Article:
I'm going to start with a short answer.
If your conclusion is a contradiction then your argument can only be valid if the truth of the conclusion is entailed by the truth of the premises.
An argument is invalid if it takes a form where the premises are true whilst the conclusion is false.
Take Modus Ponens as an example:
If p then q
Is it possible to construct an argument which follows the above logical form, but has true premises whilst the conclusion is false?
If it is possible, then Modus Ponens becomes an invalid form of argument. If it isn't possible, then Modus Ponens is a valid argument form.
Take the following argument:
P: X is a square
C: X is a rectangle
If the premise were true, then the conclusion would be true and the argument would be valid.
But what if our premise was actually false?
For example, what if X was actually a triangle?
X is a triangle is true, then the conclusion is also false. We would therefore have a false premise which leads to a false conclusion.
We would need the premise to be true and the conclusion to be false for the argument to be invalid. But, this can't happen. If X is a triangle, then the conclusion is false. If X is a square, then the conclusion is true. Either way, we are stuck in a situation where the truth of the premise entails the truth of the conclusion. The argument is therefore valid.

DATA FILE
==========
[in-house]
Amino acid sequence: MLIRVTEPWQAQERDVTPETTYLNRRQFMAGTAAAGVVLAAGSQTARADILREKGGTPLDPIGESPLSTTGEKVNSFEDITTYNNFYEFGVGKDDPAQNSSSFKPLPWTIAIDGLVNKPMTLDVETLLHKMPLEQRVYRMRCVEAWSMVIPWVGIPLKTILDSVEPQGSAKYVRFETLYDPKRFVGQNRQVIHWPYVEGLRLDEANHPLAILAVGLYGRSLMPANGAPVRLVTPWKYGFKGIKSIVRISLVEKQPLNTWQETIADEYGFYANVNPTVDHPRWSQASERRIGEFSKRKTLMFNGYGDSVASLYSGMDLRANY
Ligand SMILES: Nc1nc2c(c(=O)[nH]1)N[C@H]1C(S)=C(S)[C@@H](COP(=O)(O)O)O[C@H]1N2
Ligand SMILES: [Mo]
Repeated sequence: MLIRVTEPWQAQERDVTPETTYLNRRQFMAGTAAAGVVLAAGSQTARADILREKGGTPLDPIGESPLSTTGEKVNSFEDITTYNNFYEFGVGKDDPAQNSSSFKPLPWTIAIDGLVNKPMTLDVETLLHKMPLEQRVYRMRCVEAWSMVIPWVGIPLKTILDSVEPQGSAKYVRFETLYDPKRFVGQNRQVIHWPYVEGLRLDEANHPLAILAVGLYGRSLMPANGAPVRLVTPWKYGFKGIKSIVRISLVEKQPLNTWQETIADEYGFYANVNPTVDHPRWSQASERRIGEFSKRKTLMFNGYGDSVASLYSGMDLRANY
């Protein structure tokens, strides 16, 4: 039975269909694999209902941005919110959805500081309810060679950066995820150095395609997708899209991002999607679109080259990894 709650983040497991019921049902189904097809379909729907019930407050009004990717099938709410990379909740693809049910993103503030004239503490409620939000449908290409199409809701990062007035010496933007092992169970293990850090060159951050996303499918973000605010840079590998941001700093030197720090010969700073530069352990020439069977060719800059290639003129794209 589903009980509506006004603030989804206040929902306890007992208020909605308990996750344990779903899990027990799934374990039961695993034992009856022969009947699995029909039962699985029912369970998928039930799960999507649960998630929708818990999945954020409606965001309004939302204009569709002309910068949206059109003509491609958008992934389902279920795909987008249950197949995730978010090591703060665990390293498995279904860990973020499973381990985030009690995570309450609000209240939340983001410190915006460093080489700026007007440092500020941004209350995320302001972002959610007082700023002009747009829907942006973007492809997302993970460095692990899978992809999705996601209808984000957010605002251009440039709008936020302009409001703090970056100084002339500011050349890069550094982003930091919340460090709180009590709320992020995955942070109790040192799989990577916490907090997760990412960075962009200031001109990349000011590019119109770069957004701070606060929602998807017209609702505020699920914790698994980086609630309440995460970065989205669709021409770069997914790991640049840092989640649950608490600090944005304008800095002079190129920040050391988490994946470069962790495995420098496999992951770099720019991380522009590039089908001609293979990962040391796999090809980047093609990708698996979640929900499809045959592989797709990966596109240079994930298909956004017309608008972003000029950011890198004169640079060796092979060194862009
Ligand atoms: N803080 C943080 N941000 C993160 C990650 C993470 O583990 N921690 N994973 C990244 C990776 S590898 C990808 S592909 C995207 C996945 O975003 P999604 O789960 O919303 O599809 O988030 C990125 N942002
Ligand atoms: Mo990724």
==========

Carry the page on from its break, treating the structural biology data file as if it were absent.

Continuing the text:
Let's define two terms, of which only one term is directly relevant to the question at hand:
Tautology: something that is true in all possible worlds.
Contradiction : something that is false in all possible worlds.
So, if we have a conclusion that is false in all possible worlds, the argument would only be valid if we have premises that entail the truth of the conclusion if the premises were true. Here is an example (Modus Ponens):
If the grass is green then I will be happy and not happy.
The grass is green.
Therefore, I will be happy and not happy.
This conclusion is clearly contradictory. The argument is valid however, since it follows a valid form of reasoning (MP). If the premises were true, the conclusion would be true. Remember that validity isn't concerned with the actual truth of the premises.